Description: This intrinsic case study documents a community-based history expedition implemented as a project-based, voluntary, out-of-school history activity. The expedition's development was informed by the National Education Association's concept of the intensive study of history, its structure by the history seminary, and its spirit by Webb's account of seminar as history expedition. Specific study objectives included documentation of the planning, implementation, operation, and outcomes of the expedition, as well as the viability of the history expedition as a vehicle for engaging teenagers in the practice of history. Finally, the study examined whether a history expedition might serve as a curriculum of identity. Constructivist philosophy and situated learning theory grounded the analysis and interpretation of the study. Undertaken in North Central Texas, the study followed the experiences of six teenagers engaged as historians who were given one year to research and write a historical monograph. The monograph concerned the last horse cavalry regiment deployed overseas as a mounted combat unit by the U.S. Army during World War II. The study yielded qualitative data in the form of researcher observations, participant interviews, artifacts of participant writing, and participant speeches. In addition, the study includes evaluations of the historical monograph by subject matter experts. The data indicate that participants and audience describe the history expedition as a highly motivational experience which empowered participants to think critically, write historically, and create an original product valuable to the regiment's veterans, the veterans' families, the State of Texas, and military historians. The study supports the contention of the National Education Association that the intensive study of history can be beneficial both to expedition participants and to their community. The assertion that engaging teenagers as researchers within a discipline serves as a curriculum of identity was supported in the study as well. The study underscored the importance of ...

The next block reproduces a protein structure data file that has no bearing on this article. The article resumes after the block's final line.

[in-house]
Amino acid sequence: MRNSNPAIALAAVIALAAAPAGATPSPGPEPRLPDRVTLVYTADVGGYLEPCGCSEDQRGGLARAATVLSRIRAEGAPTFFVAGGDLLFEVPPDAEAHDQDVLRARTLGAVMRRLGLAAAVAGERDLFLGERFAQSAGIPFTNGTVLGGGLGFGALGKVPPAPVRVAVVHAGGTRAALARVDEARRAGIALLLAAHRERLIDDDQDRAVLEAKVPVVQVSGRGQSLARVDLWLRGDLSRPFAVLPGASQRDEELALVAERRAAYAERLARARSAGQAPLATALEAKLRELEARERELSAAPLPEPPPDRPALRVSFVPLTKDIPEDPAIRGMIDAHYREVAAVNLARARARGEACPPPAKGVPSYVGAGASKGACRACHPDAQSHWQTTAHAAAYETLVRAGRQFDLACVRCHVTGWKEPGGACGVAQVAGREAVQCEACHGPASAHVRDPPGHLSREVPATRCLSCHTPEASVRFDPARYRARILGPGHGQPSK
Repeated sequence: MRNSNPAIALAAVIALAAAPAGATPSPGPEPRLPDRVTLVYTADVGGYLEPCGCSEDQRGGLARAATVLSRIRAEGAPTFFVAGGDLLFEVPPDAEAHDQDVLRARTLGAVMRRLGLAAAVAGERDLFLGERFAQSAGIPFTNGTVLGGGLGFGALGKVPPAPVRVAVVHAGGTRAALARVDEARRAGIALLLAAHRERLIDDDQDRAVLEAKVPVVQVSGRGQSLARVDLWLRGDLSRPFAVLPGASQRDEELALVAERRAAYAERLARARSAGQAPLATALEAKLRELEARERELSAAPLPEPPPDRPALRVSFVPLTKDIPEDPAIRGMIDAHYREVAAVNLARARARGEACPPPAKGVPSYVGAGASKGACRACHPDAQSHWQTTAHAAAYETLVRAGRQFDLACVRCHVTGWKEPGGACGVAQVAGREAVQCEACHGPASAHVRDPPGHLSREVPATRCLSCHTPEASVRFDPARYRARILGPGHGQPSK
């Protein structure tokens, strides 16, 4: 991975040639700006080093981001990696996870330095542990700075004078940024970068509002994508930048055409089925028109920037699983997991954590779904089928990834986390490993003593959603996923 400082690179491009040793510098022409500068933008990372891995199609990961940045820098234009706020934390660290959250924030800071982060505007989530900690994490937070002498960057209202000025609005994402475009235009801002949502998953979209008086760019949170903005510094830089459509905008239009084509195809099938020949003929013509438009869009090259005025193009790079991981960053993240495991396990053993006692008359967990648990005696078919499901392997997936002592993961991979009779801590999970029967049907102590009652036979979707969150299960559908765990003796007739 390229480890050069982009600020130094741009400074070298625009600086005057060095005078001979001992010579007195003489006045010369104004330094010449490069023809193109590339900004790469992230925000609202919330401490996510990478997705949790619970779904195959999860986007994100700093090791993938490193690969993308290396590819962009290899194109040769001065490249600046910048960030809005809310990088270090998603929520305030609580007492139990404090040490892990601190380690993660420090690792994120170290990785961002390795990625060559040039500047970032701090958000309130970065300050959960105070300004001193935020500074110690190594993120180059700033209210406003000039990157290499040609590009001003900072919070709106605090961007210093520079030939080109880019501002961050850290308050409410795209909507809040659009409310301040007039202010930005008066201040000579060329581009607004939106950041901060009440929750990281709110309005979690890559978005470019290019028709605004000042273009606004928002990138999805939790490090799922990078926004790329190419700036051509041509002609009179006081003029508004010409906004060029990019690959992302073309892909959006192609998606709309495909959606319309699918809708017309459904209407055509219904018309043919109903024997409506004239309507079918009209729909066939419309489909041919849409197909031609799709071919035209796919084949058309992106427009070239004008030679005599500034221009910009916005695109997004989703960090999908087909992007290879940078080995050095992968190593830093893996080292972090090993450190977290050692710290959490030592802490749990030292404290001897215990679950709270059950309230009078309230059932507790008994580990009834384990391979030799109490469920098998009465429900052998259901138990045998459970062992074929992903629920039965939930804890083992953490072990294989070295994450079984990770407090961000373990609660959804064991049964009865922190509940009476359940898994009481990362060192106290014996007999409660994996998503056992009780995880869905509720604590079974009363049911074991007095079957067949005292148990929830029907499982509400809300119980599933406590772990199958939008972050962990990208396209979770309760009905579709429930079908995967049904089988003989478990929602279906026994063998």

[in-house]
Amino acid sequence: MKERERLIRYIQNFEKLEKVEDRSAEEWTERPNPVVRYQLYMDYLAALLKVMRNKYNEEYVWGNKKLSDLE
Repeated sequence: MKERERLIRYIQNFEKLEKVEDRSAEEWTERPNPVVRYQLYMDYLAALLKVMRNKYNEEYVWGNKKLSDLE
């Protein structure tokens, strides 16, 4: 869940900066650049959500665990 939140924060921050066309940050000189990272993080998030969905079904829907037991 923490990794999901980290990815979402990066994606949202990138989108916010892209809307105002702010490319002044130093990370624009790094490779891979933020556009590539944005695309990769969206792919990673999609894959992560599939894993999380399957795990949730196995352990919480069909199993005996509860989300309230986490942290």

Date: May 2008
Creator: Johnston, Glenn T.

An Analysis of the Impact of Curriculum Management Audits on Public School Systems in Texas